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Getting started with ModelRight scripting


  • Choice of two programmability approaches
    • Built-in VBScript scripting environment
    • Automation using external programs
  • What ModelRight features can be programmed?
    • Accessing and navigating ModelRight's objects
  • ModelRight's programming UI and "Hello world" example
    • Script Explorer
    • Creating and saving a script
    • Script Editor

Choice of two programmability approaches

ModelRight provides two main programmability approaches:

1. Built-in VBScript scripting environment 

ModelRight includes Microsoft's Visual Basic Scripting (VBS) environment, which is at version 5.6 at this writing. Scripts can be created, edited and run within ModelRight, and are generally used to manipulate the current database model or its graphics, or to inspect the database model and produce some kind of text output, perhaps a report, or perhaps SQL statements to be run on the database.

You may already be familiar with the Visual Basic for Applications (VBA) environment found in Microsoft products like Access, Excel and Word.  The VBS environment is similar in concept:

  •  the language is recognizably Visual Basic
  • you write and execute code within the environment of a host application, like Excel or Word VBA
  • Code you write can be stored in the "document" file (in this case "model" file) that it's associated with, or made accessible for use with any document (model).
  • your code can interact with the data of the "document", by working with an object model made available by the application. For Excel those are objects like WorkSheet and Cell. For ModelRight the objects represent database, tables and columns, for example.

However, there are significant differences between VBA and VBS.  In general VBS is suited to smaller-scaled functionality for less-demanding tasks. For example, in VBS one works with only one module at a time, which is suited to small tasks, but less suited to large and complicated bodies of code. Programming is somewhat simplified by virtue of all variables being of type "variant", but function parameters are untyped and thus not checked for type.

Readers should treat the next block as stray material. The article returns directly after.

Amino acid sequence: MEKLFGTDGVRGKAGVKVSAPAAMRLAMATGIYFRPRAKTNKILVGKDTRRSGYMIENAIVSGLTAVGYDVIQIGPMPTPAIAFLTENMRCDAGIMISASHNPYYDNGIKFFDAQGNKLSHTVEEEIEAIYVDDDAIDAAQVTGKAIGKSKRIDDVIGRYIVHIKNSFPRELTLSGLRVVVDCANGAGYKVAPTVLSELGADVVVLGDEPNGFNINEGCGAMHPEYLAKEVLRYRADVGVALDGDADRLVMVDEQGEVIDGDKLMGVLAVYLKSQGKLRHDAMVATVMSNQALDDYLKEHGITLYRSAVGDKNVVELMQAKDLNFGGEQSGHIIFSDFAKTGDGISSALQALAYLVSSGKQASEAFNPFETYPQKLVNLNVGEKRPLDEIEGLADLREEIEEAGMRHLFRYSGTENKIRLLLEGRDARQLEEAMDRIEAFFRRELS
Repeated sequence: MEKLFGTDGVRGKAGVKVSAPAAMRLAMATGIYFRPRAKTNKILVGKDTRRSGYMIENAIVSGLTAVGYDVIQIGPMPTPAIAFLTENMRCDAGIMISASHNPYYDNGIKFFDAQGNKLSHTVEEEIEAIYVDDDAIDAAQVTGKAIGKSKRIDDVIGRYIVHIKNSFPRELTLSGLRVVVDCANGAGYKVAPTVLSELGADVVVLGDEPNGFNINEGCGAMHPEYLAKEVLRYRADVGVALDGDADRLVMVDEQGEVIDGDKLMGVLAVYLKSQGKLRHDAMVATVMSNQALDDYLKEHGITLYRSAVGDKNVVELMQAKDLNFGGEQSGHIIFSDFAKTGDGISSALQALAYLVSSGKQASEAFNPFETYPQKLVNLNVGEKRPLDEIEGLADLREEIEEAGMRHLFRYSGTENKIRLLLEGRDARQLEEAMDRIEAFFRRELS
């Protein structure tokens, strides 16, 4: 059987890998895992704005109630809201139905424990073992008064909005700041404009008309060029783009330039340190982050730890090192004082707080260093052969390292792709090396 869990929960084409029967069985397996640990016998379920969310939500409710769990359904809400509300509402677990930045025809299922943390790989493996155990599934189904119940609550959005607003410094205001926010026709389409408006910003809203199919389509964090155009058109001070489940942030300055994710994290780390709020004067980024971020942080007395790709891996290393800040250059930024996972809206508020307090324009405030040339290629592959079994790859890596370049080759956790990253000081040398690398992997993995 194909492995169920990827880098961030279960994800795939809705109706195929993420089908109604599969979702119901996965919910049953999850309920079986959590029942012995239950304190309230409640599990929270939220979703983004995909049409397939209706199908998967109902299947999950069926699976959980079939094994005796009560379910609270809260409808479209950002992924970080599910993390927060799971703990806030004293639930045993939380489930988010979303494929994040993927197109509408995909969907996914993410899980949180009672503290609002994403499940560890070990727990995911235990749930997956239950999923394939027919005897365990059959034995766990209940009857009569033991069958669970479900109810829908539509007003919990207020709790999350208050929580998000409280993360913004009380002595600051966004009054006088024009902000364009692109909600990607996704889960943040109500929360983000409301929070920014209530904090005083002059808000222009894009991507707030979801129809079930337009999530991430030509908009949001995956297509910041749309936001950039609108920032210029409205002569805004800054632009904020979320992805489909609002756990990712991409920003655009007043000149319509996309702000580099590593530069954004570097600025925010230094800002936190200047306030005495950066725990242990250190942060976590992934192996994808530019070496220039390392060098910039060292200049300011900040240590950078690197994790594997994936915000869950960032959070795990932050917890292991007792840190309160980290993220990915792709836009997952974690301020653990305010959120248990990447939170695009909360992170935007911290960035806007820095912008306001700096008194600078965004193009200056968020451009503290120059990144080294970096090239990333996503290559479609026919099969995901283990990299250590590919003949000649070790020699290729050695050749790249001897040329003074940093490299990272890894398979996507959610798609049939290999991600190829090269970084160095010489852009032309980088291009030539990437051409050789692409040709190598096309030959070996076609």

There are a variety of ways that the integration of VBS into ModelRight has been made specific to the needs of ModelRight. However the language itself, its general functions and features (not specific to ModelRight) are as documented here at Microsoft Developer Network: VBScript.

2. Automation using external programs

In addition to the built-in VBS programmability, ModelRight also installs an API through which to manipulate ModelRight models/diagrams from an external program, and this API is accessed via COM Automation. Consequently, such external programs can be written in your choice of language, including VBA from Access or Excel; VB, C# or C++ from .NET; Delphi, Python, PHP or any language which can create an Automation client.

This approach is especially powerful where ModelRight modeling activities are part of a larger database application workflow, as suggested in the introduction.  For example:

  • ModelRight models and diagram views can be automatically built or augmented from external sources of data
  • ModelRight models can be read and the model data used to drive other processes, like generating code for applications that access the target database.

In other scenarios, automation using an external program may be resorted to after a VBScript project gets too complex or cumbersome.

What ModelRight features can be programmed?